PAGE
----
To create a realistic portrait of a woman with this condition and how she connects to life through sound, Archambault cast Gabrielle Marion-Rivard, an utterly enthralling onscreen presence and actual sufferer of this rare neurological disorder.
Determined to show the unfiltered emotions of this unique woman, the director, who also wrote the script, judiciously employs the elegant camerawork of Mathieu Laverdiere — intimate when his subject is submerged in thought or deep feeling, while pulling back to capture the joyous sense of inclusiveness she feels as part of a choir of fellow developmentally challenged persons of varying degree of functionality.
She undoubtedly loves music, but there's something more to the glee she vibrates with at practice. That something is Martin, the choir's star vocalist. Holding down a job at the pet store, but still living with his mother, Martin (Alexandre Landry) is marginally more self-sufficient than Gabrielle, who lives in a group home and has the regular support of her sister (Melissa Desormeaux-Poulin).
Early scenes of the choir rehearsing for an upcoming festival appearance as the back-up singers for famous French-Canadian vocalist Robert Charlebois (fittingly, his signature tune is "Ordinary Guy") affectionately depict two delightful young adults entirely incapable of guile fanning the tentative sparks of romantic love.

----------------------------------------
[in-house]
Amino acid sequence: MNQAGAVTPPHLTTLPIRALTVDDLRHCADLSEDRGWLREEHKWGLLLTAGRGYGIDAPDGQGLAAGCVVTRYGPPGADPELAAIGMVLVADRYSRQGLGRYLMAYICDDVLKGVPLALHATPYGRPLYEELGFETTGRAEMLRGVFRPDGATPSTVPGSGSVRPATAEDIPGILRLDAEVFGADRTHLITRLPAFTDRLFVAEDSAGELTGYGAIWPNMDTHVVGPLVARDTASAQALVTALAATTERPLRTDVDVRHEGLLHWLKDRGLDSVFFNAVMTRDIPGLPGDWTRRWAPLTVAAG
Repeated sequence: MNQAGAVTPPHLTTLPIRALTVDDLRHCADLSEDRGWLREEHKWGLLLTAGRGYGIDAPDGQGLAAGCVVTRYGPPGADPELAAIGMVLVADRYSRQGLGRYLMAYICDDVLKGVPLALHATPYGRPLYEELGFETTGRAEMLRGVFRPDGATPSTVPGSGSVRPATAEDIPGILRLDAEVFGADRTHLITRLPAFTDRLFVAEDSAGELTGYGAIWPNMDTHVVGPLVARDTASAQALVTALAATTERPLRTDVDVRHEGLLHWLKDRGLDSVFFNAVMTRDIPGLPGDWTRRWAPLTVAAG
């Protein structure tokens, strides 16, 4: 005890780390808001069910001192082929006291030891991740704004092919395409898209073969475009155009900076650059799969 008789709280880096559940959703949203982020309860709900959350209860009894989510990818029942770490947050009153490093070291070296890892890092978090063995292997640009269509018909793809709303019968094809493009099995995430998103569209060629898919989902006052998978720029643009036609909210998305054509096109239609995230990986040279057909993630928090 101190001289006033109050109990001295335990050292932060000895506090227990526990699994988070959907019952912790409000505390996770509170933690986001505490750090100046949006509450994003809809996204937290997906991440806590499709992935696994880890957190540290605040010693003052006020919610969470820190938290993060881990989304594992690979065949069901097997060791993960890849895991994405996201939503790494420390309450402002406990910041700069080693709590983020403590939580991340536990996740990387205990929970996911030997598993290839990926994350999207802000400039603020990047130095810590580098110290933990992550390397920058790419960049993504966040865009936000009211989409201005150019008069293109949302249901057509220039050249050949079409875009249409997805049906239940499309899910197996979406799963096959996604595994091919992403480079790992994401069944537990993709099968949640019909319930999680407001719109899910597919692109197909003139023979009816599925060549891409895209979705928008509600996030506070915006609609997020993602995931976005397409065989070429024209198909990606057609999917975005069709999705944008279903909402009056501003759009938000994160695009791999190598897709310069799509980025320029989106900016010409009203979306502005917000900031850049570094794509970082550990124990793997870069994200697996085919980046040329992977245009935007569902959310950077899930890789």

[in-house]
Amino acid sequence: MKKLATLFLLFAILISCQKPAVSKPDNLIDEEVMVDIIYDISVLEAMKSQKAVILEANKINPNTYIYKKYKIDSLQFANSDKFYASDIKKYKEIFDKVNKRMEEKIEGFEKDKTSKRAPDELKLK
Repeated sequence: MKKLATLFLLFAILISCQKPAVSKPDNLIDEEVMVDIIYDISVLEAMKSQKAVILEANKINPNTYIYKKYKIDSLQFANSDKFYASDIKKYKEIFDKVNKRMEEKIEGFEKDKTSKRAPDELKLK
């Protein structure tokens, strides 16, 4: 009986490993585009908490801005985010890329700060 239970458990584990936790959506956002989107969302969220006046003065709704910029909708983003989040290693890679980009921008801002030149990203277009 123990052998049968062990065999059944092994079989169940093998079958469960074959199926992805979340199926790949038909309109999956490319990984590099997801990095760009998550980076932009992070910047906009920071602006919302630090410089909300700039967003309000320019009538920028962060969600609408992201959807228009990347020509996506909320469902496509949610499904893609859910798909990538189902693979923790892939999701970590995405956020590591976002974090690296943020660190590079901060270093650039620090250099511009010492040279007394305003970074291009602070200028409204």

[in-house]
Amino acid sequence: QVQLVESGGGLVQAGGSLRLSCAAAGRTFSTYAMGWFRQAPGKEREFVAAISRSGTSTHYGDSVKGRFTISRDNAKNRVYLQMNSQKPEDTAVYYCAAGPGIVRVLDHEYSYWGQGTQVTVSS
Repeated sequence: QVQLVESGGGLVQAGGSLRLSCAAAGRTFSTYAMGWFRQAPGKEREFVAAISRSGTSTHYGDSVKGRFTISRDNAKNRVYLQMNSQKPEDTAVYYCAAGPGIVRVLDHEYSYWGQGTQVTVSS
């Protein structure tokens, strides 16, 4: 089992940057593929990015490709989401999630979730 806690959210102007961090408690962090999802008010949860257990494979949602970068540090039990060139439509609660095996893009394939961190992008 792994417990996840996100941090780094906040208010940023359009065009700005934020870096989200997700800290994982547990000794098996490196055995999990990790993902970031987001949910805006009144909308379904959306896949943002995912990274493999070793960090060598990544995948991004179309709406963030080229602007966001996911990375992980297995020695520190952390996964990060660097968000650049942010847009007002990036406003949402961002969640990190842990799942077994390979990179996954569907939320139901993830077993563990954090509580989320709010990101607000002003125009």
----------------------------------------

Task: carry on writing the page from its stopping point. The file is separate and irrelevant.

Gabrielle and Martin are so adorable together that you'll be hoping Gabrielle's sister's decision to move to India to be with her partner is the extent of the hardship the disarming duo will face. But, of course, lessons of the heart cannot be learned without pain, so another dramatic shoe drops when Martin's mother forbids the young couple from continuing their courtship after they're busted for getting their grope on at a recreation centre dance.
Her restrictive coddling feels like the most irrational of disruptive betrayals. Don't forget though: some people are narrow-minded, insecure, puritanical bigots. Sometimes people just don't know how to deal with what they don't understand, especially parents. That also seems to be the case with Gabrielle's mother, who has a very hands-off approach to parenting, which is the polar opposite of the loving relationship between her extremely close daughters.
Driven forward by the ticking clock of the approaching concert date, the film compassionately follows Gabrielle's struggle to expand and understand the limitations of her independence. Through it all, Archambault captures the frustration and beauty of wanting nothing more or less than the right to listen to one's biological instincts.
Even though its ending feels a bit abrupt, leaving a number of issues unresolved, and the exploration of the universal language of sound falls by the wayside, to a certain degree, when romantic distress enters the fray, Gabrielle is an absolute joy and a maturely considered treatment of subject matter often rendered impotent by preachy or precious handling.
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